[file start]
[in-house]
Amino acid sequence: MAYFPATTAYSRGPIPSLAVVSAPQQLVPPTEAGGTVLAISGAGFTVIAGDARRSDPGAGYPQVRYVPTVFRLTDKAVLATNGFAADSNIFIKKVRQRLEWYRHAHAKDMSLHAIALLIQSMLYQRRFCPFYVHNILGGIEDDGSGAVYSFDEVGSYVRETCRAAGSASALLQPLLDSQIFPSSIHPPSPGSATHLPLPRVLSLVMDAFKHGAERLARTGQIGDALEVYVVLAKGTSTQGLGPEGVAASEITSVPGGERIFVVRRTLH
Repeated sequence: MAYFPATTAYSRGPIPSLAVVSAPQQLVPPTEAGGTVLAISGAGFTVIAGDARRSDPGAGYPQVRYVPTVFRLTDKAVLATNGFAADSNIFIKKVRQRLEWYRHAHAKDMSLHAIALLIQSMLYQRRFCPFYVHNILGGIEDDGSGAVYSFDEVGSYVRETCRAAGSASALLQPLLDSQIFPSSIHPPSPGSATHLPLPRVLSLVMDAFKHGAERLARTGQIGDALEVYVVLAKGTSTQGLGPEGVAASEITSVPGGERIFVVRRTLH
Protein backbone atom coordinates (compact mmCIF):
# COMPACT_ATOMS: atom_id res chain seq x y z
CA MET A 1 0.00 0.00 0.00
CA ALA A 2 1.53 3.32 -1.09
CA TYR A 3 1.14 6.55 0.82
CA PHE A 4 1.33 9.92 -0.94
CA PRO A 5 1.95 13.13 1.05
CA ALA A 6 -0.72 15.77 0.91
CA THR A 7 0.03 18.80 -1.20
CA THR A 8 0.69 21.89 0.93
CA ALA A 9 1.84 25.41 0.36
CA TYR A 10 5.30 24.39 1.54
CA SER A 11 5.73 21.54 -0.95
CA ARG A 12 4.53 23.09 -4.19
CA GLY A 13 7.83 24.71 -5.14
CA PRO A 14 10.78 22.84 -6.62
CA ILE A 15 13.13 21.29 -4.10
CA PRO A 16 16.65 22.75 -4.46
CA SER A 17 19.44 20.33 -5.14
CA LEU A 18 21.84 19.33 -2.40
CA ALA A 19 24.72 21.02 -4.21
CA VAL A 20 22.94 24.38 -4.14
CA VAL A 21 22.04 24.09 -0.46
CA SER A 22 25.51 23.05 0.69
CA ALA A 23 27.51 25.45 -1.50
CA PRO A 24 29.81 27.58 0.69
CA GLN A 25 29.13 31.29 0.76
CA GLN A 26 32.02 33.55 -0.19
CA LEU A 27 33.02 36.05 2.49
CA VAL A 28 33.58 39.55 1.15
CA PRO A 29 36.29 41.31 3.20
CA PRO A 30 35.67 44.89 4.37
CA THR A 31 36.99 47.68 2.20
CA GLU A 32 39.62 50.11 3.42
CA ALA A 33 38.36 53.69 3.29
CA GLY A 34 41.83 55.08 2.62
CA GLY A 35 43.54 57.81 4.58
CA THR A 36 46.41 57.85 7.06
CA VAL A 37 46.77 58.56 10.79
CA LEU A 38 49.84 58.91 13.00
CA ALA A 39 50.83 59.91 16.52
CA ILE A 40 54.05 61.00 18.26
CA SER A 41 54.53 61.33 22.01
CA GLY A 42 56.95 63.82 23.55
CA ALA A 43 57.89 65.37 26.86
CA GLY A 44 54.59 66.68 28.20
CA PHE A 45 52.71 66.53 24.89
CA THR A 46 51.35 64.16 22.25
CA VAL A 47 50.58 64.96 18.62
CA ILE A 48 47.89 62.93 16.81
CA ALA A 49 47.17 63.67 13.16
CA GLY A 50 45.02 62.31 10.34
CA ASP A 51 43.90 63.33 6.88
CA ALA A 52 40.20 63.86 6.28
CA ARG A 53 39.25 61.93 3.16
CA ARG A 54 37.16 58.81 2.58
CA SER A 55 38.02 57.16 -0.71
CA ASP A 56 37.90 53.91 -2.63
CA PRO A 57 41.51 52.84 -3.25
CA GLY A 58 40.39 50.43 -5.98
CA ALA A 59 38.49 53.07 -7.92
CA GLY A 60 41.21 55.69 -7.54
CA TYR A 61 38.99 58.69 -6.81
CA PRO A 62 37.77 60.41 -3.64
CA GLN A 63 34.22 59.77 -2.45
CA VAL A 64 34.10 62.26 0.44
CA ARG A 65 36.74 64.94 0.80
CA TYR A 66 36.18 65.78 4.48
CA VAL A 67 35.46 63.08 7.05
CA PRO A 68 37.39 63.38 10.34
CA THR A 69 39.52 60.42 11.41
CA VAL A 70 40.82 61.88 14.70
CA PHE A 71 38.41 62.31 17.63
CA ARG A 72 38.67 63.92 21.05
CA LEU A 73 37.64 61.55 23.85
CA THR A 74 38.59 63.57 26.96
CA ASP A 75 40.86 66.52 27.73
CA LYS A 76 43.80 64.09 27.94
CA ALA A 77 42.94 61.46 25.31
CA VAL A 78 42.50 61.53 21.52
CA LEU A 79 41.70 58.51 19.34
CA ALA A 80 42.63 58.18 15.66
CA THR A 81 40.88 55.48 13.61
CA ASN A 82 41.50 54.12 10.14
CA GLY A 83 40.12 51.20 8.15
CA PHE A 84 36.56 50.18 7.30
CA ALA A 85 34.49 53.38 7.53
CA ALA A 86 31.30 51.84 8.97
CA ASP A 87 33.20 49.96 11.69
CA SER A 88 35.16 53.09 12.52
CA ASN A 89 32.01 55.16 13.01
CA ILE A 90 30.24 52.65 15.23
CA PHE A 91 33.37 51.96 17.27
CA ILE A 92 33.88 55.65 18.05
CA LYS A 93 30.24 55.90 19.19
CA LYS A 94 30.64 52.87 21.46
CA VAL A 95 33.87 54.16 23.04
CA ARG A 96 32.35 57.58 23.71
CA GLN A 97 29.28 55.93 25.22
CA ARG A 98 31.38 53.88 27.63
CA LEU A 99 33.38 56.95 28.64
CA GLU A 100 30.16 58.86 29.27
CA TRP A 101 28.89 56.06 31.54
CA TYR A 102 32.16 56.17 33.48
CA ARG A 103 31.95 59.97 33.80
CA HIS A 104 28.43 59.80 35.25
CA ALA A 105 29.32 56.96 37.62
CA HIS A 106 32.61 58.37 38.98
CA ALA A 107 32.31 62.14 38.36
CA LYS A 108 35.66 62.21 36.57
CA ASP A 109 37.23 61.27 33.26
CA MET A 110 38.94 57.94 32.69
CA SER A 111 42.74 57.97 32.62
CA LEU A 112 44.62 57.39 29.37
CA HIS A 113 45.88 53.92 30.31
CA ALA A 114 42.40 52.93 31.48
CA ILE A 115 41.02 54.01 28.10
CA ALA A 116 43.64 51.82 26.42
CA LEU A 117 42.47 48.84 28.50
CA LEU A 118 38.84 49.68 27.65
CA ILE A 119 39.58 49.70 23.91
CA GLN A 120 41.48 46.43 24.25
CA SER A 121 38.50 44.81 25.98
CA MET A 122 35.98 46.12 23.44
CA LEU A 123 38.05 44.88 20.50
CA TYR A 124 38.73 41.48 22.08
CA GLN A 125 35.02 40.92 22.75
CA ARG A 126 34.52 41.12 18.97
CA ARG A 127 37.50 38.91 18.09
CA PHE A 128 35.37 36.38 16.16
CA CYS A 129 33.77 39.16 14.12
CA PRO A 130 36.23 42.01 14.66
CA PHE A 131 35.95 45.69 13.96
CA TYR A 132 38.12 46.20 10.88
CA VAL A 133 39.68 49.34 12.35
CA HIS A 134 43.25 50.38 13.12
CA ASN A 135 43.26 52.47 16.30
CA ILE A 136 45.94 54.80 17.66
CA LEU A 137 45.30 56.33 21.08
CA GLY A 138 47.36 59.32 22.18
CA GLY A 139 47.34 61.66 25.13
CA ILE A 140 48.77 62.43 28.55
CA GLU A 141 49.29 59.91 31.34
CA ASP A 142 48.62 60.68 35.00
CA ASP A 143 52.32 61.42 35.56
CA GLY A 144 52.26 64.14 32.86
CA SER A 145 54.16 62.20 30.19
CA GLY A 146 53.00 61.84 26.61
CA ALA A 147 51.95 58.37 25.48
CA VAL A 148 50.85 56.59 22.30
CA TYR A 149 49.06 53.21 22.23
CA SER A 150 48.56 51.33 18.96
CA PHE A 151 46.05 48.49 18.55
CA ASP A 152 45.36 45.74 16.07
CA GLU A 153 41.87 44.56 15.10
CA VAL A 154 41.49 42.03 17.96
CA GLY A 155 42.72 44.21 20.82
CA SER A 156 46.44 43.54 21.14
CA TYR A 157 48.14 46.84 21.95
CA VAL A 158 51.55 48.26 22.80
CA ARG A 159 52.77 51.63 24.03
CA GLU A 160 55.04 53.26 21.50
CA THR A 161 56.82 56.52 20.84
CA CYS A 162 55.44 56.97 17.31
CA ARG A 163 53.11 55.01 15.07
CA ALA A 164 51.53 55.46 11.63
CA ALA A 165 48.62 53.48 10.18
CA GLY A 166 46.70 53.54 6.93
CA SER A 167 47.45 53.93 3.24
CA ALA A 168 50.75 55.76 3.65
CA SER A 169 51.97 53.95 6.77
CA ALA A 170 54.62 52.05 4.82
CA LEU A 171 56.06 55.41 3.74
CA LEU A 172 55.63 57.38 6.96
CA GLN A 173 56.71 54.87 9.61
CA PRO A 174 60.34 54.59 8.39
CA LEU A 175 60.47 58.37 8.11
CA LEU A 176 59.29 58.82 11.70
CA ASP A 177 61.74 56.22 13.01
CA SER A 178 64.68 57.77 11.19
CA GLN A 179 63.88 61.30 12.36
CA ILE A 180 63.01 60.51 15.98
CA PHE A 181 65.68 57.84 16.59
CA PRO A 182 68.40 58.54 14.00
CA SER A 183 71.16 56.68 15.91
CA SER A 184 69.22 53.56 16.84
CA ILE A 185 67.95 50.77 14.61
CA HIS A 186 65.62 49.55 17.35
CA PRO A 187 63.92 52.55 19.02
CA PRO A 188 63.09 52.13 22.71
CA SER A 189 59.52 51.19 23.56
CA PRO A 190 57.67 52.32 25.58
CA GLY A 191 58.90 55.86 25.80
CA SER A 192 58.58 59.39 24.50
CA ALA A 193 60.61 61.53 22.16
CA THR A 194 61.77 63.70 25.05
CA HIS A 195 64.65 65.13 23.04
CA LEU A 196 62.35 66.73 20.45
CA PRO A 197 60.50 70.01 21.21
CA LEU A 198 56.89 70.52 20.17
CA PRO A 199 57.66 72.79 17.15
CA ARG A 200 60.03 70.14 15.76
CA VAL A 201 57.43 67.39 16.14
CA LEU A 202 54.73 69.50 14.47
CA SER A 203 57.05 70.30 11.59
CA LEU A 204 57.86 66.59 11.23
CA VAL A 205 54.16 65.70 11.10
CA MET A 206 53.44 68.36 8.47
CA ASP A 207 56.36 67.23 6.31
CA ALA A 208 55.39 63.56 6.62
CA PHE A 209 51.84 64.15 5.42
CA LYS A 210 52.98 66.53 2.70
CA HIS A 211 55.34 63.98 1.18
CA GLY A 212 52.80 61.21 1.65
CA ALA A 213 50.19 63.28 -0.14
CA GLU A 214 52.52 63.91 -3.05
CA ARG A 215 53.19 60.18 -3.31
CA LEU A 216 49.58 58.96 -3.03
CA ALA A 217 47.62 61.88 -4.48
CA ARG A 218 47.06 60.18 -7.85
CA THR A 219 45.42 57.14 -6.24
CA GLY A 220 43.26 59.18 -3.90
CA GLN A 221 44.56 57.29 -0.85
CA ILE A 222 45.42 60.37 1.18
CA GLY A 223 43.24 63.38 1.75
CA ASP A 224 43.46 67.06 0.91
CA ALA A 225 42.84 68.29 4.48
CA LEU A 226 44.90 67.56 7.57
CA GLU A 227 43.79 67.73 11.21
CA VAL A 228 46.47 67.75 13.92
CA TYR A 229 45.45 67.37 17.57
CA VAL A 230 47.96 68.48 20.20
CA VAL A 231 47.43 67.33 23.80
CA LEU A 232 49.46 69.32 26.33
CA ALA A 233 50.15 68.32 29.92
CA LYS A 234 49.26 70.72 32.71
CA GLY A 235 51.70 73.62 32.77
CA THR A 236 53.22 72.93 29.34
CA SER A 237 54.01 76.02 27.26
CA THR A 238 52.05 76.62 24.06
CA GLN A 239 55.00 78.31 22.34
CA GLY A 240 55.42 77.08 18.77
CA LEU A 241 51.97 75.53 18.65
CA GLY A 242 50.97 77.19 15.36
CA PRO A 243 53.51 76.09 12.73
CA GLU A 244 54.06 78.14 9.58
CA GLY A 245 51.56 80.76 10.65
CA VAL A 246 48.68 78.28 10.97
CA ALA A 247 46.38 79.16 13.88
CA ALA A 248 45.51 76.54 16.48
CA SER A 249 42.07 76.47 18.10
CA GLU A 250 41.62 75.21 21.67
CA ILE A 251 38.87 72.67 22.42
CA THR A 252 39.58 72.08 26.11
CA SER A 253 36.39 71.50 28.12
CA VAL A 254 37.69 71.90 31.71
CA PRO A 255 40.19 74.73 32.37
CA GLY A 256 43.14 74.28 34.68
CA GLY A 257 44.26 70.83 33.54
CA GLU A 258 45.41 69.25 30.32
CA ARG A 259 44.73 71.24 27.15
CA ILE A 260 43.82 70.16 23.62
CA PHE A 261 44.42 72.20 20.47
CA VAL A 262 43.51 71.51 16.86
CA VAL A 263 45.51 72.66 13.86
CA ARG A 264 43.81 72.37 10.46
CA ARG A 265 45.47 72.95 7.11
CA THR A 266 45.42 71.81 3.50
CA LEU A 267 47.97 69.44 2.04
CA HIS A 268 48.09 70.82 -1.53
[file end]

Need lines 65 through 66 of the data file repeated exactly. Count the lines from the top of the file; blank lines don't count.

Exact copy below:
CA GLY A 60 41.21 55.69 -7.54
CA TYR A 61 38.99 58.69 -6.81